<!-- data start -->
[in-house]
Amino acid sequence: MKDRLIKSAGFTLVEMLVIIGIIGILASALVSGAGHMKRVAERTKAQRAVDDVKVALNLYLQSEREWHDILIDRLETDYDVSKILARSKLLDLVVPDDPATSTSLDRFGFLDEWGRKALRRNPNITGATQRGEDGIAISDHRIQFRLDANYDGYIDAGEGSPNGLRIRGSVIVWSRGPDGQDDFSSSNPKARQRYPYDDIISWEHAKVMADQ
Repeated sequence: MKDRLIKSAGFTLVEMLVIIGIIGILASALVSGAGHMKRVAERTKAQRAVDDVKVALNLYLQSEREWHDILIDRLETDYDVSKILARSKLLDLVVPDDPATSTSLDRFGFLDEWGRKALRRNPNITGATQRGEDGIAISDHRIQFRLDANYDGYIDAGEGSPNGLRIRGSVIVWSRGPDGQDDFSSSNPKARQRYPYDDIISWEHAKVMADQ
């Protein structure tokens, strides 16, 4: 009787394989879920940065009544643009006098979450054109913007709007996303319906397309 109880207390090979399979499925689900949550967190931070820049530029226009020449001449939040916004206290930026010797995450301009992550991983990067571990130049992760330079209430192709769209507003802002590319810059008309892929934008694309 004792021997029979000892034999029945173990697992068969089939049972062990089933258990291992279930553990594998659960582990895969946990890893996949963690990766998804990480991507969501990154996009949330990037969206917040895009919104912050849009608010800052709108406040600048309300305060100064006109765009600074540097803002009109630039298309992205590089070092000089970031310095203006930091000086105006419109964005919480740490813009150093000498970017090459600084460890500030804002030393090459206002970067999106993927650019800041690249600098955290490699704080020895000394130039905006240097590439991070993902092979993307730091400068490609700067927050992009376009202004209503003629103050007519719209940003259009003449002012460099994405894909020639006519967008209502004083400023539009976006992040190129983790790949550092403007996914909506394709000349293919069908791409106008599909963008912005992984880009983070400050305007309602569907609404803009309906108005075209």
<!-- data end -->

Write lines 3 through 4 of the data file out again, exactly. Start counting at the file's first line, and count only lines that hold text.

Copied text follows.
Repeated sequence: MKDRLIKSAGFTLVEMLVIIGIIGILASALVSGAGHMKRVAERTKAQRAVDDVKVALNLYLQSEREWHDILIDRLETDYDVSKILARSKLLDLVVPDDPATSTSLDRFGFLDEWGRKALRRNPNITGATQRGEDGIAISDHRIQFRLDANYDGYIDAGEGSPNGLRIRGSVIVWSRGPDGQDDFSSSNPKARQRYPYDDIISWEHAKVMADQ
């Protein structure tokens, strides 16, 4: 009787394989879920940065009544643009006098979450054109913007709007996303319906397309 109880207390090979399979499925689900949550967190931070820049530029226009020449001449939040916004206290930026010797995450301009992550991983990067571990130049992760330079209430192709769209507003802002590319810059008309892929934008694309 004792021997029979000892034999029945173990697992068969089939049972062990089933258990291992279930553990594998659960582990895969946990890893996949963690990766998804990480991507969501990154996009949330990037969206917040895009919104912050849009608010800052709108406040600048309300305060100064006109765009600074540097803002009109630039298309992205590089070092000089970031310095203006930091000086105006419109964005919480740490813009150093000498970017090459600084460890500030804002030393090459206002970067999106993927650019800041690249600098955290490699704080020895000394130039905006240097590439991070993902092979993307730091400068490609700067927050992009376009202004209503003629103050007519719209940003259009003449002012460099994405894909020639006519967008209502004083400023539009976006992040190129983790790949550092403007996914909506394709000349293919069908791409106008599909963008912005992984880009983070400050305007309602569907609404803009309906108005075209």